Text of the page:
Text by Belle Phavichitr
During the ‘Work From Home’ period, we have been able to binge watch our favorite TV shows and catch up with old classics that we had missed. And since going to the movie theater is no longer an option in the wake of social distancing, we are happy to stay in and stream in the comfort of our home. One recent weekend, we settled on Emma (Focus Features), a romantic comedy set in Regency-era England, and were immediately transported to the enchanting English countryside we have always loved. This latest adaptation of Jane Austen’s novel is a directorial film debut by American photographer Autumn de Wilde who has previously made a name for herself shooting magazine covers, portraits and music videos.
Starring Anya Taylor-Joy in the lead role, the film centers around Emma Woodhouse, a misguided young socialite who enjoys playing matchmaker and finding love for her friends. With her animated acting and facial expression, Taylor-Joy captures the essence of Emma’s character and makes this film delightful and fun to watch. Another character who stole the show is the beloved British veteran actor Bill Nighy who played Mr. Woodhouse, Emma’s eccentric dad. Together, Taylor-Joy and Nighy made a perfect witty dry-humor father-daughter duo. The rest of the cast was just as wonderful and captivating, transporting the audience back in time with their beautiful period costumes and accessories.
The real highlight of this film for us was the setting and locations. De Wilde assigned her production and set designers to find a grand estate that portrays a ‘dollhouse’ to fit Emma’s character in the movie. She also requested that the house has never been featured in any films before. “The problem is most houses might be Georgian or earlier on the exterior, but then of course they’ve been done over in Victorian times or changed a lot later on, so it was quite a maze to find the right property,” Production Designer Kave Quinn tells Architectural Digest. In addition, those stately homes maintained by the English Heritage organization or the National Trust were impossible because of their strict guidelines.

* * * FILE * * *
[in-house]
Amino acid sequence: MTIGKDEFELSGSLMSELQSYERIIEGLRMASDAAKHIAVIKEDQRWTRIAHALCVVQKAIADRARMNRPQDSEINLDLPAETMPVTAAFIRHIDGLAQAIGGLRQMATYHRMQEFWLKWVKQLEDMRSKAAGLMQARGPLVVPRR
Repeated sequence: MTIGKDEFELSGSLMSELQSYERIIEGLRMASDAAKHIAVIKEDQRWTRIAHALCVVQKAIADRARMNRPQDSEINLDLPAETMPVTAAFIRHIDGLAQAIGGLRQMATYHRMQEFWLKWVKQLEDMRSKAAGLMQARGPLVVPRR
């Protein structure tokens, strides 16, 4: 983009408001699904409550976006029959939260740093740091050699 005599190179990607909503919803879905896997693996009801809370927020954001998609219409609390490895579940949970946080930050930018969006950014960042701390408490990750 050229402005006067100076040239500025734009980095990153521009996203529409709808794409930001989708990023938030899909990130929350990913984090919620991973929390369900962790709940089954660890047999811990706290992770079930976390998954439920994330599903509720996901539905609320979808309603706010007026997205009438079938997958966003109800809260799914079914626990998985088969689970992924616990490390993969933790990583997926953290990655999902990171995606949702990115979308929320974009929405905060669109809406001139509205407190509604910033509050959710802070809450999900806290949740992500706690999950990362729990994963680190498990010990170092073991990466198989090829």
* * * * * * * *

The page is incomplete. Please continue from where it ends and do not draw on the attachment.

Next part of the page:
After scouting throughout the country, the team was able to convince Viscount and Lady Gage, the current owners of Firle Place, a magnificent Georgian manor with rolling hills in Sussex, to let them use it as the main backdrop for Emma’s fictional home, Hartfield. For set production, the crew rearranged the heirloom furniture, added more Regency-style pieces, painted all rooms in a bright palette, and installed rich wallpapers and colorful drapery. Textiles had to be sourced throughout Europe to create the look and feel that de Wilde was going for. “In Emma’s bedroom, for example, I wanted it to feel like an Italian ice cream. You’ve got corals and oranges and then it is a gradient of those colors, right down to a pinkish ivory color,” says Set Decorator Stella Fox to AD. “You’ve got one color in a lot of different gradients within the same room which provided a real elegance I think.” The result is rewarding and impeccable. Every scene is aesthetically gorgeous and memorable.
Over the course of 2 hours, I truly enjoyed the film. I fell in love with Emma’s charming character, and de Wilde’s fresh and authentic interpretation of Jane Austen’s novel. The cinematography somewhat reminded me of Wes Anderson’s movies, which share similarities in art direction, setting, costumes and even parts of the acting.
With the stress of the pandemic today, I can only imagine that life was less complicated and much easier back then. So for now, I will keep daydreaming of visiting Hartfield and having tea with the Woodhouses in their drawing room.
Emma (2020) now available on Apple TV and Amazon Prime.